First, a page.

Yankees: Revisiting the Yankees trading Sonny Gray to the Reds

CINCINNATI, OH - JULY 29: Sonny Gray #54 of the Cincinnati Reds reaches to pick up a baseball before pitching during the game against the Chicago Cubs at Great American Ball Park on July 29, 2020 in Cincinnati, Ohio. The Reds defeated the Cubs 12-7. (Photo by Joe Robbins/Getty Images)
CINCINNATI, OH - JULY 29: Sonny Gray #54 of the Cincinnati Reds reaches to pick up a baseball before pitching during the game against the Chicago Cubs at Great American Ball Park on July 29, 2020 in Cincinnati, Ohio. The Reds defeated the Cubs 12-7. (Photo by Joe Robbins/Getty Images) /
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We revisited the first Yankees-Sonny Gray trade, now let’s look at the second one.

It’s safe to say just about every New York Yankees fan is confounded by the way BOTH Sonny Gray trades executed by the organization turned out. When the Bombers acquired him from the Oakland Athletics, everyone thought the rotation was finally getting a bonafide ace. Instead, the trade worked out for nobody.

Gray pitched himself out of the Bronx and was even relegated to the bullpen in 2018. He finished his Yankees career with a dismal 15-16 record, 4.51 ERA and 1.42 WHIP in 41 games (34 starts). So, as you do, the Yankees went ahead and shipped him out of town before the 2019 season.

He was traded to the Cincinnati Reds (in a three-way deal with the Seattle Mariners) in exchange for outfield prospect Josh Stowers and a competitive balance round A pick. Somehow, the worst stretch of Gray’s career quickly morphed into an All-Star campaign in 2019 and a league-leading effort in 2020.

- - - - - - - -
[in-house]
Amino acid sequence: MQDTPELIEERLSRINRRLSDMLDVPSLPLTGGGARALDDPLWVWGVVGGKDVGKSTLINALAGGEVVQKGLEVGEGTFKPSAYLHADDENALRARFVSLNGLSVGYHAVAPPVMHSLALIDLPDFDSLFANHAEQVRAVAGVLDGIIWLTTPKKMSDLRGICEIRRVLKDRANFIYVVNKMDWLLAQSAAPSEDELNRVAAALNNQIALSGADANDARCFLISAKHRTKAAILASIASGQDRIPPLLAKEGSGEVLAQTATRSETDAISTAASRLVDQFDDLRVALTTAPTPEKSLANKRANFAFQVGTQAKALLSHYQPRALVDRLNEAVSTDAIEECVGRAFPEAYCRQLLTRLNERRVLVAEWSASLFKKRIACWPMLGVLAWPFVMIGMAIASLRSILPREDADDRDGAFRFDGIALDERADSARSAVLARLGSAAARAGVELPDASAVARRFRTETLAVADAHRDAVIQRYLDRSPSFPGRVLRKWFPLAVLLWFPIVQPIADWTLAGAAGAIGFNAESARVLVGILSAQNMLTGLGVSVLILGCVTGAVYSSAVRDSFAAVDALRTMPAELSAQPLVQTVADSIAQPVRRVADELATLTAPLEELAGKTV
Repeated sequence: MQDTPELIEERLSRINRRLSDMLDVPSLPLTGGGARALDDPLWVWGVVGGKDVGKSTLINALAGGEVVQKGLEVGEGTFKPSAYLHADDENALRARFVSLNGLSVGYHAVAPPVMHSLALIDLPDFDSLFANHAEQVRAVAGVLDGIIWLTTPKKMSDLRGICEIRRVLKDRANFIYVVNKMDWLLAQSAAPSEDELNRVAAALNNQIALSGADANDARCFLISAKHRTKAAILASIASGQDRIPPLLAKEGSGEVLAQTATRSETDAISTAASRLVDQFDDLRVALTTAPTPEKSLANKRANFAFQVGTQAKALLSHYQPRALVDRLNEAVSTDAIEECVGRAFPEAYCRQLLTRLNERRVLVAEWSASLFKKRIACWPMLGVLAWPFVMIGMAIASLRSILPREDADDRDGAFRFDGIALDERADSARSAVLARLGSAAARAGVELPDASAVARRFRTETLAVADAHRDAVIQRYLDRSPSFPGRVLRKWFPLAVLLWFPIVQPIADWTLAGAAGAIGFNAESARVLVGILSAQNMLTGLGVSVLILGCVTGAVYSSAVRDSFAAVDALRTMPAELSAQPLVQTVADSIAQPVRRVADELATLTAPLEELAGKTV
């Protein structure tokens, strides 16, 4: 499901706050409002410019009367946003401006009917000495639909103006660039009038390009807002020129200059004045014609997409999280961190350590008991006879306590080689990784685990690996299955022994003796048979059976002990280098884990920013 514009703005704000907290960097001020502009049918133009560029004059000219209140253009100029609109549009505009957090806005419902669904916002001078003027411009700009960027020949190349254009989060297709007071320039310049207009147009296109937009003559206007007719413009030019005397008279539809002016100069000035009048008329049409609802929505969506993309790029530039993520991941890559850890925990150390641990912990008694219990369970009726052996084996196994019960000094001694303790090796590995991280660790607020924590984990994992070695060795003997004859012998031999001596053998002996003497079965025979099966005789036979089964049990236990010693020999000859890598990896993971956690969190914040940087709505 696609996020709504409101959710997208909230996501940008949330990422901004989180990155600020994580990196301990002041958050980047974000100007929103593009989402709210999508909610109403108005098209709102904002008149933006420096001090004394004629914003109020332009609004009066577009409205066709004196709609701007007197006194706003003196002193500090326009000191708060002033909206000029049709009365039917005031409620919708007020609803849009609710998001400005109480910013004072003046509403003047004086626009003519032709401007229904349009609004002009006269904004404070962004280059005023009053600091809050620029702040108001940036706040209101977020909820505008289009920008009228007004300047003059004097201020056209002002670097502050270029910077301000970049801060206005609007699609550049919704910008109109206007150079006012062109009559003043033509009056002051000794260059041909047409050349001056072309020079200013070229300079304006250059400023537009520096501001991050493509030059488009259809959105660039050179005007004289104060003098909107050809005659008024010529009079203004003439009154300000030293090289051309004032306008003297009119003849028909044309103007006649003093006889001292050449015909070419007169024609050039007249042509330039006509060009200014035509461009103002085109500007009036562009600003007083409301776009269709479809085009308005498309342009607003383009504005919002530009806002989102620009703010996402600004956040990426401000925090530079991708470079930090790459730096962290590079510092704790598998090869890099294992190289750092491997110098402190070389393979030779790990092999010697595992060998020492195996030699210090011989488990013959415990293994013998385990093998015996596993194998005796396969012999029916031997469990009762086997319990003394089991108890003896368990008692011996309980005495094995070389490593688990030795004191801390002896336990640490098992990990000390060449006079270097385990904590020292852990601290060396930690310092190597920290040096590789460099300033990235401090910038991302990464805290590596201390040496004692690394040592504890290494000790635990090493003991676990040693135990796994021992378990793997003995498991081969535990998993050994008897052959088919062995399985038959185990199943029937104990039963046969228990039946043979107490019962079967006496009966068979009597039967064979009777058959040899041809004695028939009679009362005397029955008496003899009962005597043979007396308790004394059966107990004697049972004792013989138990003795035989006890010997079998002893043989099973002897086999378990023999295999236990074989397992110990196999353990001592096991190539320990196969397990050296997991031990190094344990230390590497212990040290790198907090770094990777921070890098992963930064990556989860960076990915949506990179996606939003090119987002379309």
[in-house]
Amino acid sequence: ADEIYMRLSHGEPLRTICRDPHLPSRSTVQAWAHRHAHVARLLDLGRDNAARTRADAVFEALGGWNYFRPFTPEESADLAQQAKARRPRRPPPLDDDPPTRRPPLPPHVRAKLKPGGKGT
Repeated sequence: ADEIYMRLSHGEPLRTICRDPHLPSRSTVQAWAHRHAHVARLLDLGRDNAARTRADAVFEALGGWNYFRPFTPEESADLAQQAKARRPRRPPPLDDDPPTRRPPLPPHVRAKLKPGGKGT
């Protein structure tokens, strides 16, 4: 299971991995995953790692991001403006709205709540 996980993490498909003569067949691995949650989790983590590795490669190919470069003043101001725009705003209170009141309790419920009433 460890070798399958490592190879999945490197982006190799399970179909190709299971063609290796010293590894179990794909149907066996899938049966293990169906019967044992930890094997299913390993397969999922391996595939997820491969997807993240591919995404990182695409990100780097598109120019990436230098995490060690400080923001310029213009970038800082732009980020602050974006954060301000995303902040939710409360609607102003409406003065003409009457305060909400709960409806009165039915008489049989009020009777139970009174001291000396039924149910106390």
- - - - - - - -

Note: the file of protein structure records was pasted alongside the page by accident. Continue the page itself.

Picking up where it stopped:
Seriously … what???? Gray couldn’t pitch to the bottom of American League lineups and now he’s mowing down the NL, registering a 2.69 ERA in 34 starts with the Reds since he arrived in Cincinnati. On top of that, he’s since ripped the Yankees for his struggles in New York.

Could this have gone ANY worse? Just imagine if Gerrit Cole was joined by this version of Gray in the rotation. The Yanks might be 9-0 right now.

We know how the Reds made out here, but what about the Bombers? Well, with their competitive balance pick last year, general manager Brian Cashman selected pitcher TJ Sikkema out of Missouri. Though he only made four starts for Staten Island in Single-A, the left-hander allowed one run in 10.2 innings (which somehow equated to four starts), good for a 0.84 ERA and 0.66 WHIP. He struck out 13 batters and walked just one.

As for Stowers, though he had a forgetful performance in last year’s Arizona Fall League, he was solid at Single-A Charleston, slashing .273/.386/.400 with 61 runs scored, 7 home runs, 40 RBI and 35 stolen bases. We’ll take it! Shed Long, of course, is now in the Mariners’ starting lineup at 24.

It’ll be a while before we know how this officially turns out for the Bombers, but it’s hard to even call this a loss to begin with. The Yankees traded a multitude of spare parts to acquire him to begin with, and then shipped him off again for a couple of promising future pieces after he clearly had no fit in New York.

Let’s hope the sequel turns out better than the original, however.